(June 25, 2005) -- During a recent press event held to promote energy conservation, Governor Arnold Schwarzenegger found himself facing questions from reporters about proposed Liquefied Natural Gas (LNG) sites in CA, including the proposed Port of LB location.
We thank KPCC (89.3 FM) and reporter Rachel Myrow for graciously providing us with an audio file of the Q & A (she attended the event and we didn't), allowing us to provide a transcript of what the Governor actually said regarding LNG in CA and LB.
During the June 23 press event at the Alhambra HQ of the Independent System Operator, Governor Schwarzenegger urged CA residents to conserve energy (turn off lights, set air conditioner thermostats to 78 degrees, etc.), then invited reporters' questions. We post portions of the Q & A below that dealt with LNG, a subject the Governor first brought up in response to another question...which then prompted more:
Q:: [off podium mike, audibility difficult] Governor, yesterday President Bush suggested that nuclear power is the safest and cleanest form of energy for power generation. How do you feel about that for California, in which we haven't had a nuclear power plant sited in a long time?
GOVERNOR: Well, I think that Californians are not as inclined about that philosophy. I think that we should, you know, have LNG, we should build a terminal, we should get liquid natural gas so we have enough fuel to power our energy plants. I think we should build more energy plants, I think that it is very important.
What we are talking about here today is to conserve energy...
Q:: [audibility very difficult, partial transcript]...LNG proposals, two off the Ventura coast and one off Long Beach. Are you in support of these terminals and...your position...[on] the Long Beach terminal...?
GOVERNOR: Well, again, we are studying all this right now. I think the key thing is public safety on all of this. And I think that we have established -- I think that the one, for instance, Oxnard, where you'd build it out approximately 11, 12 miles off the shore, could be probably the most safest one for California.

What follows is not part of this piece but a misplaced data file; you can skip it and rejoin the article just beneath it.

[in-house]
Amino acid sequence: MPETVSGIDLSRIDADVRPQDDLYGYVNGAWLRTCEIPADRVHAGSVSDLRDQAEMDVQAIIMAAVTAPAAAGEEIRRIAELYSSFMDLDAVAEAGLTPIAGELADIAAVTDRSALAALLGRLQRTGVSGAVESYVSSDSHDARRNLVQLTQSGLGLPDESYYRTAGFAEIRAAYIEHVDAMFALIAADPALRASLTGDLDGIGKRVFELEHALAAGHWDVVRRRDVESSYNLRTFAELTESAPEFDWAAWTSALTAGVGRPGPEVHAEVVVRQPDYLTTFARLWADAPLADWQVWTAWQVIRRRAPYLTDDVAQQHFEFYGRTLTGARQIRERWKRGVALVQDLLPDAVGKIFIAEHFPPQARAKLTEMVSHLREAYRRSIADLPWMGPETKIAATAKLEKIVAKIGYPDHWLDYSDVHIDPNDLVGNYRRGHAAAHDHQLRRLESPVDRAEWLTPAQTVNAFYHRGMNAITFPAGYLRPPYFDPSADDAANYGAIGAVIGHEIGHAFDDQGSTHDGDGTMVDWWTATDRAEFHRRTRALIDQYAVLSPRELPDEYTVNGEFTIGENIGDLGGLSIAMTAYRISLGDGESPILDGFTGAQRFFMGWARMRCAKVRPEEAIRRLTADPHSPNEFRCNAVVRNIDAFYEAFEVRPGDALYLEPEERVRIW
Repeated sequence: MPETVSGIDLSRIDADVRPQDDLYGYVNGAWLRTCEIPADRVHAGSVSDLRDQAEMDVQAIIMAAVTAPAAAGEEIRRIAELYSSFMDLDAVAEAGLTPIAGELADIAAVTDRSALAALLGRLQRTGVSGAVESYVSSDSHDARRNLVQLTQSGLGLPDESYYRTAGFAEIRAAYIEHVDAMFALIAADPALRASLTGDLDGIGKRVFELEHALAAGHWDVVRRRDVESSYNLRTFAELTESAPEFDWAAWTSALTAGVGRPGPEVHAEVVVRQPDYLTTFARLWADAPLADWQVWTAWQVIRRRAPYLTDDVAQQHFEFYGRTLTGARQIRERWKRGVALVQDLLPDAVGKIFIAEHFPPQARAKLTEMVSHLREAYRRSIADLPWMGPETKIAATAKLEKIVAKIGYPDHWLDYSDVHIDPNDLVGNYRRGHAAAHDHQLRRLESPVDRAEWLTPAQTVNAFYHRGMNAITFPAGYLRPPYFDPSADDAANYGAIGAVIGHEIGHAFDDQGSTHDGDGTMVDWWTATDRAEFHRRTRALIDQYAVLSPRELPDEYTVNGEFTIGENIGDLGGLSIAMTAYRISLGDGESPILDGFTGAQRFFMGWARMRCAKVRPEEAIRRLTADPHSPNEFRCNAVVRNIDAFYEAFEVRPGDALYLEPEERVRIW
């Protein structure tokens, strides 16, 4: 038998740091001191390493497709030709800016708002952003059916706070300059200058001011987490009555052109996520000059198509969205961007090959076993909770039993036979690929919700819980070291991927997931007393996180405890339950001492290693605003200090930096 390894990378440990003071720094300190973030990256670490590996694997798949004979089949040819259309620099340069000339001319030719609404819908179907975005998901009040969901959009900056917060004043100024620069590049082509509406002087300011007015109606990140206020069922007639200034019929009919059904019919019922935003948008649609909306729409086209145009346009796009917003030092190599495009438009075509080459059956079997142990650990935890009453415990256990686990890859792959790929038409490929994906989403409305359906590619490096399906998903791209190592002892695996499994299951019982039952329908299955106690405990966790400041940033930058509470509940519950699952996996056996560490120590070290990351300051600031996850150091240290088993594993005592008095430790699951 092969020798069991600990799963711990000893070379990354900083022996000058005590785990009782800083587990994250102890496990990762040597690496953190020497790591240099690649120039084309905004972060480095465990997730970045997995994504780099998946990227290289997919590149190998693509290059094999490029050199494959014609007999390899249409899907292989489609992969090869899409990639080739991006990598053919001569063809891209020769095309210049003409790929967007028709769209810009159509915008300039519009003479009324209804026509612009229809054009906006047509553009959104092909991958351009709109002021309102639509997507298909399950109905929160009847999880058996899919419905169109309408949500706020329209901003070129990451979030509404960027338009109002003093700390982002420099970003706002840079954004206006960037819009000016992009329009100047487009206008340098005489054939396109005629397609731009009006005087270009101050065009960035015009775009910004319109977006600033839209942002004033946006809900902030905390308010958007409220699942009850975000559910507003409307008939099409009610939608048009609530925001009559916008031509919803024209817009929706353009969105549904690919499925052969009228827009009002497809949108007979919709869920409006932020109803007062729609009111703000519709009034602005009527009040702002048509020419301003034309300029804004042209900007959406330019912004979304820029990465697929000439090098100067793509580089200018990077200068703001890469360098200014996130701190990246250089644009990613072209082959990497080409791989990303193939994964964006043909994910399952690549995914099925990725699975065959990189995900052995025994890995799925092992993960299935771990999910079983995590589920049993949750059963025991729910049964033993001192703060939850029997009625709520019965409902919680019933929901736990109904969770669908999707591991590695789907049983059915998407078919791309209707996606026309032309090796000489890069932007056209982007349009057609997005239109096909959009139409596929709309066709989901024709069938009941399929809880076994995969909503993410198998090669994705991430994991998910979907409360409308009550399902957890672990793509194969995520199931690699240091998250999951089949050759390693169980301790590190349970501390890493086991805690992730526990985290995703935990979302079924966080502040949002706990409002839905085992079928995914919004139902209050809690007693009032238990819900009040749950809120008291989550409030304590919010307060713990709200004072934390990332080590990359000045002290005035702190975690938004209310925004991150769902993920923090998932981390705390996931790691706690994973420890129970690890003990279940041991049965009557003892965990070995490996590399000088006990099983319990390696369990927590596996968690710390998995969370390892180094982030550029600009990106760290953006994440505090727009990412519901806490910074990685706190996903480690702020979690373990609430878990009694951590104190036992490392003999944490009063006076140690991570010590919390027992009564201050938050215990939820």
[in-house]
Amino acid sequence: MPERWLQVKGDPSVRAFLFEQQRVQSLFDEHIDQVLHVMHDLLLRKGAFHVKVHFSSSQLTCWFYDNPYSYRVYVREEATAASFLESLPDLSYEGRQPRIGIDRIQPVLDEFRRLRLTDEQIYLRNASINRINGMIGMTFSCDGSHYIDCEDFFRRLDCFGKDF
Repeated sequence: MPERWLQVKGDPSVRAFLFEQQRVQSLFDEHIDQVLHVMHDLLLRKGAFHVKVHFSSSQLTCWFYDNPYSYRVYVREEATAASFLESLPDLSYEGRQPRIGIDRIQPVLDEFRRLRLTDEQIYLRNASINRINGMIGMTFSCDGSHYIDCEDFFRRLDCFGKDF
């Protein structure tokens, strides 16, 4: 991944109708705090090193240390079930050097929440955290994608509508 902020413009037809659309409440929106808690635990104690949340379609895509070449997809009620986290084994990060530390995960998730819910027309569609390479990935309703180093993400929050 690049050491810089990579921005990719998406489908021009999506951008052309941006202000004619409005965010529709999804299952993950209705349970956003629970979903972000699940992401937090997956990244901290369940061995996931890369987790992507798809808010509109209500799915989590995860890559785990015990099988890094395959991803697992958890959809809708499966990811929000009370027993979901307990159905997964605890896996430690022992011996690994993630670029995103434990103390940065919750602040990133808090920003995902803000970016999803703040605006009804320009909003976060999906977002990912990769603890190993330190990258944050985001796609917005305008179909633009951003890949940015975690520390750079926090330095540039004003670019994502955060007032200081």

Q: [follow-up, audibility very difficult]...you support the Long Beach proposal?
GOVERNOR: Well, like I said, we are looking at all of those various different ideas, and to see which one will be the best, and the safest, and the most cost efficient, and all of those kinds of things. So we are looking at all of that. But in principle I'm for LNG, that we have our own terminal in California.
Q: [audibility partially difficult]...on locating LNG terminals. If they [the federal government] try to force one in California, would you oppose that?
GOVERNOR: Well, we are still going to work on that, because I think it should be up to the Governor to decide where we are going to put that site for LNG, and I think it should be up to the people of California rather than the federal government. So we are still continuing on fighting that, and to make sure that we have the right to make those decisions.
Q: Governor, I know you said that you're studying the issue of LNG, but you did say that Oxnard would probably be the most safe. Does that indicate in your preliminary studies that Long Beach might be dangerous, not the proper place to site it?
GOVERNOR: No. It's just my personal preference is Oxnard. But like I said, after we have studied all this and see the pros and cons, I think we will be able to make a better decision on that.
Q:: There are some environmentalists who argue that California can just conserve its way out of the need for anymore liquefied natural gas. What are your thoughts on that?
GOVERNOR: I think that we need it, and conservation -- as I am a pro-environment person and try to protect the environment obviously, and keep our state clean and make it even cleaner as it is -- but I think we still need LNG as time goes on, because we are really running short on fuel for all those power plants.